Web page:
Monday, 13 May 2013

Doll Review: Bratzillaz - Basic Yasmina Clairvoya

I usually take my dolls out of the box to display, but I've been saving some for the purposes of reviewing fully, from opening to display, and as a test-run I decided to go for something easy so picked a first wave doll from MGA's Bratzillaz line: Yasmina Clairvoya.

But before we jump in, let's look closer at the franchise as a whole!

Freaky Just Got Fabulo- I mean.. Glam Gets Wicked!

Bratzillaz was released in Autumn 2012 with its first line of 'witch cousins of the Bratz' named Yasmina Clairvoya, Cloetta Spelletta, Meygana Broomstix, Jade J'Adore, Sashabella Paws and two newer doll characters Fianna Fins released in the early 2013 'Midnight Beach' line and Vampelina from the 'Magic Night Out' line. 

Each character is a sorceress with a unique 'witchmark', a specialisation such as love, flight or animal magic, spells and pets which follows their respective themes. For stock in international countries (UK and Europe) the pets are included in with the dolls, elsewhere they are sold separately

The line up! (*)

The dolls feature 12 points of articulation and inserted glass eyes. Newer lines have a special difference such as the 'Midnight Beach' dolls having glow in the dark plastic and 'Magic Night Out' dolls have a twisting dance mechanism.

There are other sets included in the series; a cheaper alternative budget line with much less articulation but featuring the same core characters, a 'Switch-A-Witch' line (which many have compared to the Monster High 'Create-A-Monster' set) which contains interchangeable body parts, wigs, clothes and heads to create 2 unique-combination full witch dolls, multiple fashion and accessory packs and a 'Cafe Zap' play set.
The franchise also includes interactive game apps for smartphones, an official live-action theme song, an official website and regularly uploaded online episodes of an animated Bratzillaz series.

Now, onto the doll! (I don't ever set up a real photography shoot but this will probably change for the sake of making my images more clear. In the mean time prepare yourself for a fabulous orange [very well loved] blanket!)

'Flash! A-aah! Saviour of the Universe!'
Here she is!

First impressions: Plastic and Purple.
Too much plastic and purple..

Each doll is packaged in a box with a style and colour scheme according to their own theme, but I feel the deep purple here was a bad choice as all the other purples are lost in it and doesn't show off the doll and her elements. A contrasting colour, or even a softer lilac would have made the doll 'pop' more as opposed to sink into the back ground.
The back is thick printed card but I'll get onto that in more detail after opening. The outer packing is a thick plastic window with a detailed card trim border, and no parts seem to be wobbling about inside so dolls are pretty secure in their boxes.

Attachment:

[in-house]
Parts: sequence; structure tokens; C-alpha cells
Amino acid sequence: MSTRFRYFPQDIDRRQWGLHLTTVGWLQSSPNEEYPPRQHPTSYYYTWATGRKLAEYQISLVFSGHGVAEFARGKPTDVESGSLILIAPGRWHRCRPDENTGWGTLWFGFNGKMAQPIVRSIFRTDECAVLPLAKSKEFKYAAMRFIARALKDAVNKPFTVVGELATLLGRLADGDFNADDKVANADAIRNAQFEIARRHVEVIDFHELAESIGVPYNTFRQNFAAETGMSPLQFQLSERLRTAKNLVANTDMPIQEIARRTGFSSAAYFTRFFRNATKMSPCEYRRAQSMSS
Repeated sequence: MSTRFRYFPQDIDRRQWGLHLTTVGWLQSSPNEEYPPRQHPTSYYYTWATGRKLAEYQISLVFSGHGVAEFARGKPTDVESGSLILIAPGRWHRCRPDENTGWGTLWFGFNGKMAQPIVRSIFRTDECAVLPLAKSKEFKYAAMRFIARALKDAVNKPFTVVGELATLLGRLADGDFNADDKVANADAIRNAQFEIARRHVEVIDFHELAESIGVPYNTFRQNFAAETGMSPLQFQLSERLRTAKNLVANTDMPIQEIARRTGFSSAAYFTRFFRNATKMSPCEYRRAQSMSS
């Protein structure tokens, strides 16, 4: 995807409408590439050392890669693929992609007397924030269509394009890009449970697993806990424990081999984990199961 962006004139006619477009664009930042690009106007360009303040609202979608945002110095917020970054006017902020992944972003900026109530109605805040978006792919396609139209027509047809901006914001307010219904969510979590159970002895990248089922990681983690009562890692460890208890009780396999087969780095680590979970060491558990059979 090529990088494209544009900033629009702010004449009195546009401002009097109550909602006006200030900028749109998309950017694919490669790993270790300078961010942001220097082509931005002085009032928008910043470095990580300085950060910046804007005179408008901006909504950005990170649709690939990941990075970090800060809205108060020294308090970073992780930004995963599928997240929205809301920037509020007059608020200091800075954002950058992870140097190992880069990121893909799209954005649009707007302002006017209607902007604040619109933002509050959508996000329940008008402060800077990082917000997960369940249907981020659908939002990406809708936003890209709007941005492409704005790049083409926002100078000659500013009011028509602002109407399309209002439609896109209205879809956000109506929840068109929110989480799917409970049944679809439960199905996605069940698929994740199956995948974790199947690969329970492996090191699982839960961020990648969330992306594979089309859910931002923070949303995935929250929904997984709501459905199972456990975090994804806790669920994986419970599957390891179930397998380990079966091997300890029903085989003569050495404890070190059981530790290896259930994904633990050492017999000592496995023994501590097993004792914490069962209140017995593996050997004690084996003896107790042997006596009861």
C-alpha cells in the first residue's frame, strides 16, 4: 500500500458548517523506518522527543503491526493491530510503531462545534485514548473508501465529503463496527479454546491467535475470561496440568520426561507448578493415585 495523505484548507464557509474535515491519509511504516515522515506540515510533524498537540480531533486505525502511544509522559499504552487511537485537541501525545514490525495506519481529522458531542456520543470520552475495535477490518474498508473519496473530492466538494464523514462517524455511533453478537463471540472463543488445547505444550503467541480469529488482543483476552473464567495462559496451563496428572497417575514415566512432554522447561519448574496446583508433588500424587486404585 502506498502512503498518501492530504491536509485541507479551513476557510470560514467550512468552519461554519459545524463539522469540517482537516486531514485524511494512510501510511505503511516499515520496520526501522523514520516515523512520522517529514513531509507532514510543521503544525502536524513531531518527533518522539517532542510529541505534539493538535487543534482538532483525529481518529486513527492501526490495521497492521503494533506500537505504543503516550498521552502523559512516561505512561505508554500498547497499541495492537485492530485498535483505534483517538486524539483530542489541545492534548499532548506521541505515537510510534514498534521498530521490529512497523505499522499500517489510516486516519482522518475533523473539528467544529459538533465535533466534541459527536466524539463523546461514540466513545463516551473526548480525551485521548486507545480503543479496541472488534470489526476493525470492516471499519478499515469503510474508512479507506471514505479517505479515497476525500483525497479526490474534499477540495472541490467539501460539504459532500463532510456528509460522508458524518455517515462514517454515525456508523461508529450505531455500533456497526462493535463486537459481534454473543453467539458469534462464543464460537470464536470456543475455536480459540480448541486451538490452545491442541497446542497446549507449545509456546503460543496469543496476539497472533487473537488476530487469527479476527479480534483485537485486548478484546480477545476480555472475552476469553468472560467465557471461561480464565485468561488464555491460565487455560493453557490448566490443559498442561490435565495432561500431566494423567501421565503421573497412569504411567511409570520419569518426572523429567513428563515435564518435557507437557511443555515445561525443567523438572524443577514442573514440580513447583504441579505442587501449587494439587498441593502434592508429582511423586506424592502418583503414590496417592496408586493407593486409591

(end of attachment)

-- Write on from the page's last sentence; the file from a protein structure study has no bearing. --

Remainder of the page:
Too secure..

I've got experience in opening and getting dolls out of packaging from various MGA lines (Lalaloopsy, other Bratzillaz and Novi Stars) and let's just say you'll have to prepare yourself for the onslaught.. So here's what you'll need:
  • Doll
  • Sturdy scissors
  • Thick protective gloves so you don't get cut on the sharp plastic
  • Over-alls
  • Chainmail armour
  • A laser gun just in case
  • Snacks!
Seriously, you'll need some heavy duty scissors, and snacks to make sure you can endure through the process! (Here I have sweeties, a cheese pastry and some good ol' reliable scissors)

My best advice to get Bratzillaz boxes open is to forget about trying to peel the back off and remove all sorts of ties and tape, and just cut all the way around the sides and pop off the 'lid'.

Be careful when you get to parts like hair, clothes and accessories that bump up to the edge of the plastic

Theeere we go!

Now we've popped off the lid let's look in more detail:

Some online feature which I've not bothered with yet

'Zillaz logo

A mystical crystal ball!
And here's the back:

There's a lot going on here, with all the multiple languages and different coloured sections. It's busy, and I feel they're trying to do too much all at once: the other dolls in the line, descriptions, doll and pet biographies, warranties, online gimmicks, 'augmented  reality' features.. The whole blocks of text are off putting and the images are small and pixelated. 

I know the cluttered sections with different languages can't be helped (it's hardly economical to print a different back for each language!) but all the text on the back is repeated in the instructions leaflet, which is in a bag taped to the inside of the box! 

What's worse for me is the doll's box art compared to the end result.